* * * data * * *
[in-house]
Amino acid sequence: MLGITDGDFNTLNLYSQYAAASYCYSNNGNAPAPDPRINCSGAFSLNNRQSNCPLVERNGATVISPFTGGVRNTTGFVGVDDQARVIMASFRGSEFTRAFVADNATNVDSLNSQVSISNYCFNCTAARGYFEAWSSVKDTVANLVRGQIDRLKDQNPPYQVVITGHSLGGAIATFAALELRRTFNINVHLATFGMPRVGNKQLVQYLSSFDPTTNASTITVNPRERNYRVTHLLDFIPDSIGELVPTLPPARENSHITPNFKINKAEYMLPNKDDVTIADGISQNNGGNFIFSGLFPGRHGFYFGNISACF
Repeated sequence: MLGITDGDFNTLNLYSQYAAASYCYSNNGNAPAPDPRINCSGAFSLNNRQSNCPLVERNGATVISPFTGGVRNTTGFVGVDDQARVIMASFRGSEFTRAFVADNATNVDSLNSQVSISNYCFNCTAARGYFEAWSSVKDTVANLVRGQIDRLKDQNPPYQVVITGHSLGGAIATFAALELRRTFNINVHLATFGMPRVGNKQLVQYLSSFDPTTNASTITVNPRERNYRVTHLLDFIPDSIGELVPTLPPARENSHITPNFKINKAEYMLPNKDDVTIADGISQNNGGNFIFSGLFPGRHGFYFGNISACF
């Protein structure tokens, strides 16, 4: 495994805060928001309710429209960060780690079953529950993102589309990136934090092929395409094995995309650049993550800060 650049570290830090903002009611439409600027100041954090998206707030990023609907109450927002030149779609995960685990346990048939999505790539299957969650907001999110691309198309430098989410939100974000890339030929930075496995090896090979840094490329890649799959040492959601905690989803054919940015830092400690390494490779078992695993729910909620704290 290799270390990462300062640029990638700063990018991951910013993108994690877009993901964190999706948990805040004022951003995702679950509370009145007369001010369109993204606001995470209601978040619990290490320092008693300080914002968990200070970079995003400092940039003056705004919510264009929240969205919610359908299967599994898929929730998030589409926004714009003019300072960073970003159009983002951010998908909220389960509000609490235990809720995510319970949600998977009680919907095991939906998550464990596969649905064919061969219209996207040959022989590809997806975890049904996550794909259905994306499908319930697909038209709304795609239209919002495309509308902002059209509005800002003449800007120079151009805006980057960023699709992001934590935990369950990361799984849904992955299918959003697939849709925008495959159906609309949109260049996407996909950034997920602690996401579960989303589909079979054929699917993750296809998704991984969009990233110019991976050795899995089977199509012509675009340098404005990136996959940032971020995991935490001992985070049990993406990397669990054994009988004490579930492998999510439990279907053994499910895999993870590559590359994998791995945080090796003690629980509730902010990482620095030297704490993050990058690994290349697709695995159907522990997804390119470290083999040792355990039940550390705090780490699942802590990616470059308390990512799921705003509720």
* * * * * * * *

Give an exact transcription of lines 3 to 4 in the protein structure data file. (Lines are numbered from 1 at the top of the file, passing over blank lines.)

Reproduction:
Repeated sequence: MLGITDGDFNTLNLYSQYAAASYCYSNNGNAPAPDPRINCSGAFSLNNRQSNCPLVERNGATVISPFTGGVRNTTGFVGVDDQARVIMASFRGSEFTRAFVADNATNVDSLNSQVSISNYCFNCTAARGYFEAWSSVKDTVANLVRGQIDRLKDQNPPYQVVITGHSLGGAIATFAALELRRTFNINVHLATFGMPRVGNKQLVQYLSSFDPTTNASTITVNPRERNYRVTHLLDFIPDSIGELVPTLPPARENSHITPNFKINKAEYMLPNKDDVTIADGISQNNGGNFIFSGLFPGRHGFYFGNISACF
């Protein structure tokens, strides 16, 4: 495994805060928001309710429209960060780690079953529950993102589309990136934090092929395409094995995309650049993550800060 650049570290830090903002009611439409600027100041954090998206707030990023609907109450927002030149779609995960685990346990048939999505790539299957969650907001999110691309198309430098989410939100974000890339030929930075496995090896090979840094490329890649799959040492959601905690989803054919940015830092400690390494490779078992695993729910909620704290 290799270390990462300062640029990638700063990018991951910013993108994690877009993901964190999706948990805040004022951003995702679950509370009145007369001010369109993204606001995470209601978040619990290490320092008693300080914002968990200070970079995003400092940039003056705004919510264009929240969205919610359908299967599994898929929730998030589409926004714009003019300072960073970003159009983002951010998908909220389960509000609490235990809720995510319970949600998977009680919907095991939906998550464990596969649905064919061969219209996207040959022989590809997806975890049904996550794909259905994306499908319930697909038209709304795609239209919002495309509308902002059209509005800002003449800007120079151009805006980057960023699709992001934590935990369950990361799984849904992955299918959003697939849709925008495959159906609309949109260049996407996909950034997920602690996401579960989303589909079979054929699917993750296809998704991984969009990233110019991976050795899995089977199509012509675009340098404005990136996959940032971020995991935490001992985070049990993406990397669990054994009988004490579930492998999510439990279907053994499910895999993870590559590359994998791995945080090796003690629980509730902010990482620095030297704490993050990058690994290349697709695995159907522990997804390119470290083999040792355990039940550390705090780490699942802590990616470059308390990512799921705003509720």